Really? You know what the doctors are going to say but instead you want to get your medical advise from a bunch of strangers on an internet forum?   Just because everyone here has HIV does not make them experts at providin medical care. 

That would be like having something wrong with gour car and your mechanic telling you what needs to fix the problem but instead you ask people in your book club what they think because they all have cars too. 

Offline Hellraiser

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Re: having thoughts of stopping meds
« Reply #129 on: May 25, 2011, 03:13:29 AM »
Jake I feel like you've already come to a determination and you're simply looking for someone to back you up on your foregone conclusion.  If you think the meds are rough now, what will you do when you have to be on them and don't have the luxury of stopping?

Offline Matt39

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Re: having thoughts of stopping meds
« Reply #130 on: May 25, 2011, 03:57:47 AM »
The facts in this case are far more straightforward than virtually any of the replies here show.

1. The OP should probably never have been put on HAART to begin with. The medical tests did not warrant it.
2. The OP has indicated they have gone from a well, happy, healthy person to somewhere a long way from that in the space of much less than a year.
3. The LOTTI treatment interruption clinical trials clearly indicate that the OP is a perfect example of someone who has one of the best chances of being able to be off HAART for anything up to more than a decade to come.

So instead of replies that treat the matter as if it is black and white - being on HAART is *always* the best and *only* option and once on must never stop (when that is simply not the case and grossly inaccurate) - and try an look at it a little more maturely and a lot less defensively. Unfortunately, the underlying unspoken message in this thread is 'we're on them and we can't risk coming off them, so why should he!!!'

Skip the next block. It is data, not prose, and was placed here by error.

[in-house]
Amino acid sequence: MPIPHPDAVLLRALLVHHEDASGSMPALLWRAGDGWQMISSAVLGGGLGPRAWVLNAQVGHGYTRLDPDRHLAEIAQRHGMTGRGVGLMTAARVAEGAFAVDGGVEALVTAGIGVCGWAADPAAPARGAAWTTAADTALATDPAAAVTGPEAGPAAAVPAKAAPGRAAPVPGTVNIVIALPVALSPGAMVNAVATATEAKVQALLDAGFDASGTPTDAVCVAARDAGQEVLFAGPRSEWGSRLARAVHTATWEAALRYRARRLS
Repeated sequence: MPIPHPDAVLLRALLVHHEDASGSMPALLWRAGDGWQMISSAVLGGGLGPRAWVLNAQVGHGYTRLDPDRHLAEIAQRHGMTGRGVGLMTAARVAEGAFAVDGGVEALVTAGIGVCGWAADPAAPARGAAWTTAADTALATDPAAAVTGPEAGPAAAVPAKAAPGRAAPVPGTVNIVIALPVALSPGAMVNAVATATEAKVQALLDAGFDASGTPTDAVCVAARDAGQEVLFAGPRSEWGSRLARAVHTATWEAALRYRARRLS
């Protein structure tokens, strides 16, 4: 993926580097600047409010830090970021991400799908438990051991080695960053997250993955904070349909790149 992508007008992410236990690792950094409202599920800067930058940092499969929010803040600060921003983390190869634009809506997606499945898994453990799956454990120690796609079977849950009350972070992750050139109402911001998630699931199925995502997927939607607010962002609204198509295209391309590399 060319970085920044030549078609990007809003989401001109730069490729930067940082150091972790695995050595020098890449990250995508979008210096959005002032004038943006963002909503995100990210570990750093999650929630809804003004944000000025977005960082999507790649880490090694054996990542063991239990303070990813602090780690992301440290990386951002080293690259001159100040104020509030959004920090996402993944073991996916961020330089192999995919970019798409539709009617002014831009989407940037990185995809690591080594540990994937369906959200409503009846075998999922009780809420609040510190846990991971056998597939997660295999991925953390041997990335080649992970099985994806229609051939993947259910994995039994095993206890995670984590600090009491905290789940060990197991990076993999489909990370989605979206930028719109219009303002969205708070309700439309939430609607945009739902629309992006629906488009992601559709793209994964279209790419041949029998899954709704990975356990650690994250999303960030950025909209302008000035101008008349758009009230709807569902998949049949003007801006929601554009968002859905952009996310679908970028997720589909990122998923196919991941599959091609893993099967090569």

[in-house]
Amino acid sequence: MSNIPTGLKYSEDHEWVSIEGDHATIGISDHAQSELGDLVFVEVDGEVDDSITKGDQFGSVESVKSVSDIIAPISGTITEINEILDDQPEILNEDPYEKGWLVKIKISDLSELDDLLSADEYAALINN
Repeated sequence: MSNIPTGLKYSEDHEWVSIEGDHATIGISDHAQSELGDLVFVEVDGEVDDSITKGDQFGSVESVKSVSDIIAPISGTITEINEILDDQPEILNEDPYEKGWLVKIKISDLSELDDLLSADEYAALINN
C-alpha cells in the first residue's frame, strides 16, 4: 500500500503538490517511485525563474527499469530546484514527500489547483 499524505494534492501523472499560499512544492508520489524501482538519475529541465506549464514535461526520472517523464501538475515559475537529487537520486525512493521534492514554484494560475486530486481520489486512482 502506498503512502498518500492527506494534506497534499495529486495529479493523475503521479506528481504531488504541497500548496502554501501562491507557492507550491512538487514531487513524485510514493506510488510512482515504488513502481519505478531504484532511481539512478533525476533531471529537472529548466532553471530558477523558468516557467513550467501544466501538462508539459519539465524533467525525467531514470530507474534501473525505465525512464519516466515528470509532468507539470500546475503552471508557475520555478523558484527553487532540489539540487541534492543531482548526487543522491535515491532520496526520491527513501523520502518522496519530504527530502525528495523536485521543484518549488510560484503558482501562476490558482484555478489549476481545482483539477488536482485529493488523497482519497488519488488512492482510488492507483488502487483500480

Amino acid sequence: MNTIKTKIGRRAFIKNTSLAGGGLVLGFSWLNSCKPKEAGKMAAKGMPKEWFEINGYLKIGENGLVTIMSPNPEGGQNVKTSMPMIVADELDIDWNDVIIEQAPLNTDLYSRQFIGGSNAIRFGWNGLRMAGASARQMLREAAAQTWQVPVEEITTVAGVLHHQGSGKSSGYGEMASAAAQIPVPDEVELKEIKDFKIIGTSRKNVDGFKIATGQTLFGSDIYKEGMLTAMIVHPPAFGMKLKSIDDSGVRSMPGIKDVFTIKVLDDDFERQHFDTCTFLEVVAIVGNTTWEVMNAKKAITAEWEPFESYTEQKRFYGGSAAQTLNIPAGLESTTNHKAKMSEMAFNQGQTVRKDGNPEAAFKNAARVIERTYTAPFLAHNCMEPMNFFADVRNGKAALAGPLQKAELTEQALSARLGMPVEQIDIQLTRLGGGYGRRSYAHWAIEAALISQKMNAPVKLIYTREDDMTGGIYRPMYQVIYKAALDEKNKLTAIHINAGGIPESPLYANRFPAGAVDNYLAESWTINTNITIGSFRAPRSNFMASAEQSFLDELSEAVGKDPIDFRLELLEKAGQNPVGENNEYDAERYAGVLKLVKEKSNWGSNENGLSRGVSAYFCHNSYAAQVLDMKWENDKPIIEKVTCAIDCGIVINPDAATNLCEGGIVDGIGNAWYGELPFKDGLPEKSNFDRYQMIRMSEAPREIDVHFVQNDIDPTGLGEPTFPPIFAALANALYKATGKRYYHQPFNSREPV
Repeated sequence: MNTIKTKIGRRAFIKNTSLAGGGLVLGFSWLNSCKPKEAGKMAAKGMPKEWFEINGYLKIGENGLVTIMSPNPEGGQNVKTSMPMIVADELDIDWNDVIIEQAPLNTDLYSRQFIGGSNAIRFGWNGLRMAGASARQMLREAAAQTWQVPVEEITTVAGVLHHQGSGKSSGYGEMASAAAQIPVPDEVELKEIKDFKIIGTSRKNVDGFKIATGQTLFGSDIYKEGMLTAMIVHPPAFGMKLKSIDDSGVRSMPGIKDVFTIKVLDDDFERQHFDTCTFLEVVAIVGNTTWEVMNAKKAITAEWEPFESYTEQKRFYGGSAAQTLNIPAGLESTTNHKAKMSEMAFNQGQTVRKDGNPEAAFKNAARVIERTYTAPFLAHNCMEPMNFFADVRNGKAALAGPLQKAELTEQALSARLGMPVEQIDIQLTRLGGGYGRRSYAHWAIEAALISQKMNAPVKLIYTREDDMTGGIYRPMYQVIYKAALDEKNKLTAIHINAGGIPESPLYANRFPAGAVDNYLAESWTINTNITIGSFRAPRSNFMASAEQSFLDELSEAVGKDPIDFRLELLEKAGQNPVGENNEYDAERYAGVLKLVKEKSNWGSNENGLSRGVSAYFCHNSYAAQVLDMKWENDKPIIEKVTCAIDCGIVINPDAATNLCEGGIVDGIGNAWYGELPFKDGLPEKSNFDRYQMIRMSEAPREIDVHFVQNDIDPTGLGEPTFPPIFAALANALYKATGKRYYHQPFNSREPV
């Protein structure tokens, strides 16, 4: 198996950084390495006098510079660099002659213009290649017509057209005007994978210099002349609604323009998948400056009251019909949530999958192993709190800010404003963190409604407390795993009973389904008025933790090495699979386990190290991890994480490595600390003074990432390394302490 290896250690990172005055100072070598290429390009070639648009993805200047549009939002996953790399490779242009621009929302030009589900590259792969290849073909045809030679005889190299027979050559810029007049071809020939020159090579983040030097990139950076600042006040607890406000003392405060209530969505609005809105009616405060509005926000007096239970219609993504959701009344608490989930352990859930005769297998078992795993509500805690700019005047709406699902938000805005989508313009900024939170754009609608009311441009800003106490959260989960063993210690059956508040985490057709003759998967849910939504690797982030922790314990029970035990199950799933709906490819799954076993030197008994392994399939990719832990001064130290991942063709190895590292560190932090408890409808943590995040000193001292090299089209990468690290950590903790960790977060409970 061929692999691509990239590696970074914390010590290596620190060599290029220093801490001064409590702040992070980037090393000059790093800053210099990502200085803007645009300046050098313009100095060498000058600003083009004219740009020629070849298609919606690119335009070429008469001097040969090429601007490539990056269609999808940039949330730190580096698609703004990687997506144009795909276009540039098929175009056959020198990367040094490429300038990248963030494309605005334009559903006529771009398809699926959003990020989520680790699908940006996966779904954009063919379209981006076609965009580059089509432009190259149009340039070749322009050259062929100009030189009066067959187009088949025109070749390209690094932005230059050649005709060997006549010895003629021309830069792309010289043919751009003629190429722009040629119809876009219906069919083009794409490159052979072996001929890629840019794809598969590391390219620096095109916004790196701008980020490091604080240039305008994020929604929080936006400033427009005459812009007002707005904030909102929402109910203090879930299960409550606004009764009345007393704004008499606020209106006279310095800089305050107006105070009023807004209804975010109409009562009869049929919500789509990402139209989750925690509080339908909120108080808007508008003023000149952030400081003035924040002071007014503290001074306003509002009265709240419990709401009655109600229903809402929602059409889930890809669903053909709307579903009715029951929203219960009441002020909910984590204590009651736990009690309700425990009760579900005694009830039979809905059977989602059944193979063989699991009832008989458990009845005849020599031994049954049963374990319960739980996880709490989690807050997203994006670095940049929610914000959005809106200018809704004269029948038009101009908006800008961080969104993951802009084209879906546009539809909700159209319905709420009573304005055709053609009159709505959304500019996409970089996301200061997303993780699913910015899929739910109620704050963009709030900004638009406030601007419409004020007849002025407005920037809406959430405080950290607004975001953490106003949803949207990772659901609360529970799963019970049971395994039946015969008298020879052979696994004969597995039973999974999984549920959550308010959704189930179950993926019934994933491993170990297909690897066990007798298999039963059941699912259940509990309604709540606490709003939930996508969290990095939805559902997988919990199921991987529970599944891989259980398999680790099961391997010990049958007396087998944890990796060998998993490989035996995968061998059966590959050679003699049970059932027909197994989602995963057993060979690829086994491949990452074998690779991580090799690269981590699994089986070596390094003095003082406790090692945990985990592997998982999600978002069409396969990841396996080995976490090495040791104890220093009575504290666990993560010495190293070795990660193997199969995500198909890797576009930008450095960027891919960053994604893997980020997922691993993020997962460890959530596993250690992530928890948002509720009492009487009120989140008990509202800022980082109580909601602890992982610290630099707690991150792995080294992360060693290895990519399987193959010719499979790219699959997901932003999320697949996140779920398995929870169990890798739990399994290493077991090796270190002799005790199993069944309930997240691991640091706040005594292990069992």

There are literally 1000s and 1000s of HIV+ people who are not on HAART because they have stopped successfully, and many 1000s who have never started them and been healthy and successful. But virtually none of those people (and many 10s of 1000s who are on HAART) who will never come to this forum for a variety of reasons but commonly one reason being the bulk of the content of this thread.
« Last Edit: May 25, 2011, 04:01:46 AM by Matt39 »

Offline edfu

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Re: having thoughts of stopping meds
« Reply #131 on: May 25, 2011, 04:18:27 AM »
There are literally 1000s and 1000s of HIV+ people who are not on HAART because they have stopped successfully, and many 1000s who have never started them and been healthy and successful. But virtually none of those people (and many 10s of 1000s who are on HAART) who will never come to this forum for a variety of reasons but commonly one reason being the bulk of the content of this thread.

So, what's your excuse? 
"No one will ever be free so long as there are pestilences."--Albert Camus, "The Plague"

"Mankind can never be free until the last brick in the last church falls on the head of the last priest."--Voltaire

Offline Matt39